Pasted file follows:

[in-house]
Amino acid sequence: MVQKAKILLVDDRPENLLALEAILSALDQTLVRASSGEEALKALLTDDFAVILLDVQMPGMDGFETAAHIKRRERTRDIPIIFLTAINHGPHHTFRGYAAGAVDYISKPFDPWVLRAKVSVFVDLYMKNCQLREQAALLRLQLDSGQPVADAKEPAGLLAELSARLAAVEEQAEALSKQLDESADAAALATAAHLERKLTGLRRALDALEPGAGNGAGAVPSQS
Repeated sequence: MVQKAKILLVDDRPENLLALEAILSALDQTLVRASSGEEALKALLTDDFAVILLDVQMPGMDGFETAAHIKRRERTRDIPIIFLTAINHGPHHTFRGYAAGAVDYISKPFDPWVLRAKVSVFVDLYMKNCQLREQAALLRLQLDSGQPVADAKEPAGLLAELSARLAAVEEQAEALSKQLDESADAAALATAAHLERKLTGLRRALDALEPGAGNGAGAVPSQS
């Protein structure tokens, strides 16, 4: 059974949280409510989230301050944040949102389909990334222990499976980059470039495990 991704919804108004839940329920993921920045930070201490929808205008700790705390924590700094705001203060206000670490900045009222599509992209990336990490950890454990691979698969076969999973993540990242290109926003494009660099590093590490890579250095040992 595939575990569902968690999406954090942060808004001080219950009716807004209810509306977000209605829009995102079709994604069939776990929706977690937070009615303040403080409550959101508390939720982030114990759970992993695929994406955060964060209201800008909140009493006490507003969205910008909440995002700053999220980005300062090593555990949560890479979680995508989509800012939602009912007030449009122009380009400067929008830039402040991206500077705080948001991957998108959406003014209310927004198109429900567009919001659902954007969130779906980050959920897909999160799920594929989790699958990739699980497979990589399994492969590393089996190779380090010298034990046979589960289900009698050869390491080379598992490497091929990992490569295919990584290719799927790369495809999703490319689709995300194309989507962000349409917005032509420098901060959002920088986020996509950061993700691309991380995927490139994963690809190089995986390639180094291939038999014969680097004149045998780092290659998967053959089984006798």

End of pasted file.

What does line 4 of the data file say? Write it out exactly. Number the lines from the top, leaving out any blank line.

């Protein structure tokens, strides 16, 4: 059974949280409510989230301050944040949102389909990334222990499976980059470039495990 991704919804108004839940329920993921920045930070201490929808205008700790705390924590700094705001203060206000670490900045009222599509992209990336990490950890454990691979698969076969999973993540990242290109926003494009660099590093590490890579250095040992 595939575990569902968690999406954090942060808004001080219950009716807004209810509306977000209605829009995102079709994604069939776990929706977690937070009615303040403080409550959101508390939720982030114990759970992993695929994406955060964060209201800008909140009493006490507003969205910008909440995002700053999220980005300062090593555990949560890479979680995508989509800012939602009912007030449009122009380009400067929008830039402040991206500077705080948001991957998108959406003014209310927004198109429900567009919001659902954007969130779906980050959920897909999160799920594929989790699958990739699980497979990589399994492969590393089996190779380090010298034990046979589960289900009698050869390491080379598992490497091929990992490569295919990584290719799927790369495809999703490319689709995300194309989507962000349409917005032509420098901060959002920088986020996509950061993700691309991380995927490139994963690809190089995986390639180094291939038999014969680097004149045998780092290659998967053959089984006798």